The rising allegations of nepotism against President Muhammadu Buhari are indications that Nigerians feel his promise of inclusive governance in his second term is far from being fulfilled.
Soon after receiving his Certificate of Return from the Independent National Electoral Commission (INEC) as the winner of the February 23, 2019, presidential election, President Muhammadu Buhari pledged to run an inclusive government in his second term.
“I, therefore, want to assure that we will continue to engage all parties that have the best interest of Nigerians at heart. Our government will remain inclusive and our doors will remain open. That is the way to build the country of our dream; safe, secure, prosperous, and free of impunity and primitive accumulation by those entrusted with public offices.
“The hard work to deliver a better Nigeria continues, building on the foundations of peace, rule of law and opportunities for all. We will roll up our sleeves afresh, and give it our all,” the President had said.
A year after President Buhari made the pledge, it appears he has continued to tread the old path, which elicited widespread allegations of nepotism against his administration during his first term. The rising clamour for equity and fairness in the polity, especially in the area of appointments, signals the old order still persist.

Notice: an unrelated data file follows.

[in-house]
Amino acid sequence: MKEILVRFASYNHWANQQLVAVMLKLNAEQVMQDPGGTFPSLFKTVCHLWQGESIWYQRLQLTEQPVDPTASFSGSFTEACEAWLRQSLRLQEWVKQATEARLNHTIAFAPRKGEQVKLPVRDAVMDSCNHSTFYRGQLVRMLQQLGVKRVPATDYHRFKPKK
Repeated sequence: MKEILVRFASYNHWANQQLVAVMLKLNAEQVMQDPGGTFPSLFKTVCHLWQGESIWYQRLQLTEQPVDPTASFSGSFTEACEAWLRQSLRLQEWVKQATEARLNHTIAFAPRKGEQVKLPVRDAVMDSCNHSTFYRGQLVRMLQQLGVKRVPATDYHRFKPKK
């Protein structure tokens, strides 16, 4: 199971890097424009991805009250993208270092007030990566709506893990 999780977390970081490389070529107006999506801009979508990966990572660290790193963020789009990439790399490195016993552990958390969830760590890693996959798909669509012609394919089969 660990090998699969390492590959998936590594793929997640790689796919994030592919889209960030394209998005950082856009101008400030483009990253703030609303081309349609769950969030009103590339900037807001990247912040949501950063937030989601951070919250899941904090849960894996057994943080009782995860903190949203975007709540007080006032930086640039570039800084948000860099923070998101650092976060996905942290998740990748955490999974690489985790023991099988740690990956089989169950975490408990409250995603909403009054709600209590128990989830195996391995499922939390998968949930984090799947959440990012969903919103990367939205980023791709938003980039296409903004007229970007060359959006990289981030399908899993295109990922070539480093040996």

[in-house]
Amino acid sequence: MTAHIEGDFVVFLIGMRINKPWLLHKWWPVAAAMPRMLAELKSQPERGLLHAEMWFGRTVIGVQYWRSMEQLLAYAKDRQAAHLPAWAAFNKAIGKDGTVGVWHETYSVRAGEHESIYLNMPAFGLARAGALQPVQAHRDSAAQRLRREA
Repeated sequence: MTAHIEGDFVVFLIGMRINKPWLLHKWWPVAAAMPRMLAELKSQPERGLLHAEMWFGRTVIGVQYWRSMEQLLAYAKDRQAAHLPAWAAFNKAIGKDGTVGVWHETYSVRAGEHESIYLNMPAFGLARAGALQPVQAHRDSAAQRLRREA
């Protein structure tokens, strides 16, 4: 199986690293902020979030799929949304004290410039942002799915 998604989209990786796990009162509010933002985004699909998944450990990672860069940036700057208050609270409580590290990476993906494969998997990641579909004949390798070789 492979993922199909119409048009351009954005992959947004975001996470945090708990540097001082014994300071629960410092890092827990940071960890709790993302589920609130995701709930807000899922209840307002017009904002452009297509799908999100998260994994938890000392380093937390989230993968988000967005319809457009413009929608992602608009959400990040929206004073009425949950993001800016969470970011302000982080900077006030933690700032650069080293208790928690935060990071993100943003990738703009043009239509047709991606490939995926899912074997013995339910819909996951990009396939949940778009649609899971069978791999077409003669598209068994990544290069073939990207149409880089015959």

Towards promoting national unity and cohesion, Section 14 (3) of the 1999 constitution provides that “the composition of the government or any of its agencies and the conduct of its affairs shall be carried out in such a manner as to reflect the federal character of Nigeria and the need to promote national unity, and also to command national loyalty, thereby ensuring that there shall be no predominance of persons from a few states or from a few ethnic or other sectional groups in that government or in any of its agencies.”
Section 15 (4) of the constitution also provides that “The state shall foster a feeling of belonging and of involvement among the various peoples of the Federation, to the end that loyalty to the nation shall override sectional loyalties.”
Last Sunday, former military governor of Kaduna State, Col. Abubakar Dangiwa Umar (retd), in an open letter to Buhari, warned that lopsided appointments in his government was against the provisions of the Constitution and could spell doom for the country’s unity.
In the letter entitled, “Mr. President, Please Belong To All Of Us”, Umar said unless the Buhari administration changed its style of governance, Nigeria might further be faced with crisis. He particularly accused the president of favouring some sections of the country in the headship of the security agencies.
“All those who wish you and the country well must mince no words in warning you that Nigeria has become dangerously polarised and risks sliding into crisis on account of your administration’s lopsided appointments, which continues to give undue preference to some sections of the country over others.
“Nowhere is this more glaring than in the leadership cadre of our security services. Mr. President, I regret that there are no kind or gentle words to tell you that your skewed appointments into the offices of the Federal Government, favouring some and frustrating others, shall bring ruin and destruction to this nation,” Umar warned.
Umar’s outbursts came on the heels of public outcries over the recent constitution of the Board of Trustees of the Nigeria Police Trust Fund (PTF) by President Buhari.